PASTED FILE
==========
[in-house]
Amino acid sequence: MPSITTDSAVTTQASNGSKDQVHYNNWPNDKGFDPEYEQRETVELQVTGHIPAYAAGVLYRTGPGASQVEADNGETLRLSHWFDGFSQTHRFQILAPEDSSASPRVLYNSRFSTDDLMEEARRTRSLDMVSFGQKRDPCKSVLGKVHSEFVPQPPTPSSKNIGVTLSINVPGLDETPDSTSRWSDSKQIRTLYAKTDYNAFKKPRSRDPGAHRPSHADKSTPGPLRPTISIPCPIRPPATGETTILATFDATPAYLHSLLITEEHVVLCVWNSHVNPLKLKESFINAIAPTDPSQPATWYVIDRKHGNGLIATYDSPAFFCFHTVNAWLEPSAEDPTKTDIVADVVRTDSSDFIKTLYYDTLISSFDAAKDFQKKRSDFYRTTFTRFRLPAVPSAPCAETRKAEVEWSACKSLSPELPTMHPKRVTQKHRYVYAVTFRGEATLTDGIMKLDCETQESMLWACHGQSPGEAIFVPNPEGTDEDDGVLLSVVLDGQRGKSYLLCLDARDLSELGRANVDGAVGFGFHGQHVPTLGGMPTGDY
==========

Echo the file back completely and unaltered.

[in-house]
Amino acid sequence: MPSITTDSAVTTQASNGSKDQVHYNNWPNDKGFDPEYEQRETVELQVTGHIPAYAAGVLYRTGPGASQVEADNGETLRLSHWFDGFSQTHRFQILAPEDSSASPRVLYNSRFSTDDLMEEARRTRSLDMVSFGQKRDPCKSVLGKVHSEFVPQPPTPSSKNIGVTLSINVPGLDETPDSTSRWSDSKQIRTLYAKTDYNAFKKPRSRDPGAHRPSHADKSTPGPLRPTISIPCPIRPPATGETTILATFDATPAYLHSLLITEEHVVLCVWNSHVNPLKLKESFINAIAPTDPSQPATWYVIDRKHGNGLIATYDSPAFFCFHTVNAWLEPSAEDPTKTDIVADVVRTDSSDFIKTLYYDTLISSFDAAKDFQKKRSDFYRTTFTRFRLPAVPSAPCAETRKAEVEWSACKSLSPELPTMHPKRVTQKHRYVYAVTFRGEATLTDGIMKLDCETQESMLWACHGQSPGEAIFVPNPEGTDEDDGVLLSVVLDGQRGKSYLLCLDARDLSELGRANVDGAVGFGFHGQHVPTLGGMPTGDY